What Would Jake Gittes Do?

If only Jake could forget it. If only.So in the middle of all of this Roman Polanski stuff, what should show up at my door yesterday afternoon but Paramount’s fine new double-disc DVD of “Chinatown”? You know, just to shore up the whole art-being-separate-from-the-artist argument, and also to hit the problem squarely on the nose by highlighting Noah Cross’ famous comment about people being capable of anything in giant type on the back of the box.

Via The House Next Door, here’s an interesting blog post from Brendon Bouzard about the ethical conflict between the impulse to defend a great director from persecution and the sense that people aren’t really confronting the reality of the situation. Which is fairly ugly, from any angle.

3 thoughts on “What Would Jake Gittes Do?”

  1. Thanks for the link to an interesting article which shows a great deal more nuance than the apologists rushing to defend Polanski. I also reread your review of Wanted and Desired. I guess my question would be, will watching it add anything to my understanding of the case, or does it come across as hopelessly biased? And, is it just me, or does being reminded of this case make Woody Allen’s relationship a titch less icky in retrospect. A titch, mind you. Is Hollywood showing itself, not for the first time, to be the most entitled group of an already entitled society?

  2. A possible solution: declare a mistrial in the 1977 proceedings. Quash the unlawful flight charges on the condition that Polanski returns to the US to face the original indictment. Declare any previous civil agreements with Ms. Geimerin irrelevant (to void any out-of-court settlements with binding clauses related to the case) and ignore her publically-expressed desire that the charges be dropped. All parties involved would agree on tabula rasa in anticipation of a new trial.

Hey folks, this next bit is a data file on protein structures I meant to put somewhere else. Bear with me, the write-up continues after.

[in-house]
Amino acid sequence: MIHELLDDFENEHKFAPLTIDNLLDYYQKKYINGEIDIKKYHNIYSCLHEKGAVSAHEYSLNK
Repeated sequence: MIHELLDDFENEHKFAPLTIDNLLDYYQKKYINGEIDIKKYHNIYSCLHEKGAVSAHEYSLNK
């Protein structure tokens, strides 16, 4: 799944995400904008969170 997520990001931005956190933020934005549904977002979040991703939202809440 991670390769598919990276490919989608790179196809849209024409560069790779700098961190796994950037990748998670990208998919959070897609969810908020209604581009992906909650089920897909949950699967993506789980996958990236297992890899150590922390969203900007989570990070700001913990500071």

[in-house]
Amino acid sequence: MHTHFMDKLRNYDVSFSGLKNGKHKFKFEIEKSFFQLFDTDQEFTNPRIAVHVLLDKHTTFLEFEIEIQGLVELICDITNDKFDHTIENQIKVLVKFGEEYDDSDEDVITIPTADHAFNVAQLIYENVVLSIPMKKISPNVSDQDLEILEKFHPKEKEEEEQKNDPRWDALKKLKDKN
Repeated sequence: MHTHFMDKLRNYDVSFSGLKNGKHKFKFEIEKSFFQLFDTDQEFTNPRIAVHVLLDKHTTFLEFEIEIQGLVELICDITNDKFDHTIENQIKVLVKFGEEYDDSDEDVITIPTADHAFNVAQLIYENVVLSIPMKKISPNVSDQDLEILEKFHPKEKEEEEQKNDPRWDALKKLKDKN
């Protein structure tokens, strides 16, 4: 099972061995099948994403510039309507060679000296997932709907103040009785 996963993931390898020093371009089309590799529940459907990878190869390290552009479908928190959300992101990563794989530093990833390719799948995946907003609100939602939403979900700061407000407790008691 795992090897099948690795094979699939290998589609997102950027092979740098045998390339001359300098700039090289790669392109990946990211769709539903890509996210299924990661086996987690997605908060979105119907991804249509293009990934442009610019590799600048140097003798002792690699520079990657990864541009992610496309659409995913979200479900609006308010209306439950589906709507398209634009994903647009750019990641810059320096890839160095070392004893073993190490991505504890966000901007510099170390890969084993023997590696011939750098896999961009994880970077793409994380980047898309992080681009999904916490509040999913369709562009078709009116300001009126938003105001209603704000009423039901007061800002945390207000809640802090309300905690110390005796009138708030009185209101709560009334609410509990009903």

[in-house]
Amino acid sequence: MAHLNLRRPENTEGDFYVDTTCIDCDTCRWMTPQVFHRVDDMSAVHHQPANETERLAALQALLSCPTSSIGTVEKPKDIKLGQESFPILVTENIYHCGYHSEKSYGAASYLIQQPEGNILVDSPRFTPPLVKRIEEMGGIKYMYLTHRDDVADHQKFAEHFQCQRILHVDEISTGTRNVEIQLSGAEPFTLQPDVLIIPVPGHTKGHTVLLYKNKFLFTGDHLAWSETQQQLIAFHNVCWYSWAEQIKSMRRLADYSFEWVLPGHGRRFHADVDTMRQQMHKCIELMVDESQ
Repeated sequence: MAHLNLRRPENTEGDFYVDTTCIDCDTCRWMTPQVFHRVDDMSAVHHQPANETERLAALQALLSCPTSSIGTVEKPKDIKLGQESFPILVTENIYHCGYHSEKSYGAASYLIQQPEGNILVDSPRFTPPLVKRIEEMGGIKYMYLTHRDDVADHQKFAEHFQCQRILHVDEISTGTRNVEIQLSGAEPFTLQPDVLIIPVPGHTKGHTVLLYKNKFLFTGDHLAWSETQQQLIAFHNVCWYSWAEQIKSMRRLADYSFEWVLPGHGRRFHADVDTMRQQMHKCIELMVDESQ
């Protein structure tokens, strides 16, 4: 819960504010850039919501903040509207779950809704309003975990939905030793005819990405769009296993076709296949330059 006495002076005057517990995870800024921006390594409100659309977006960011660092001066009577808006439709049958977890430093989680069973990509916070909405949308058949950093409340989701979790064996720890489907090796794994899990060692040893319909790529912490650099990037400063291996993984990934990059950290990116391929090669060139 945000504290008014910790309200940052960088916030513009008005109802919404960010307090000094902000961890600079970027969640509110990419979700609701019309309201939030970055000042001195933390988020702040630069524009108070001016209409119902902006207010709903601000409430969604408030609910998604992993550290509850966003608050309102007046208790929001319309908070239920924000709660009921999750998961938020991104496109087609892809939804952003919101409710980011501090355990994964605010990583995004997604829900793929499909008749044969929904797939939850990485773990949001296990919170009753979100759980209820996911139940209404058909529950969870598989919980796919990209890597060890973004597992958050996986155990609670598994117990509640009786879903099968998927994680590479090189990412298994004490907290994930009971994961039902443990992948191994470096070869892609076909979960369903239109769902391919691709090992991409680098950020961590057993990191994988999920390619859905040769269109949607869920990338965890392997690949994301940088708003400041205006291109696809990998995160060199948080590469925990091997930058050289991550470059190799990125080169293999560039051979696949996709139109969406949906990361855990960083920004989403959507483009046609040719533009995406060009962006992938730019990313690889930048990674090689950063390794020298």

This would get Polanski back on US soil. It would remove his claim of judicial prejudice and the prosecutor’s claim of justice denied. It could bring the matter to a close in legal terms. Morally, as always, he’d be entirely on his own.

  3. Hollywood rallying around Polanski makes me ill. I love his films — Rosemary’s Baby and Chinatown have had a deep impact on me. That said, one thing is clear to me: having sex with a child is unlawful and immoral.

    We can’t keep qualifying sexual assault like Goldberg’s “rape-rape” assertion. The victim was a child, and we have to remember, that this has dogged her as well. I’m sure she’d like to be known as anything other than the girl Polanski raped. Hell – I would.

    To me, as a woman who has run a sexual assault centre, who still appreciates great art, it’s clear as day. He needs to take responsibility for his crime.

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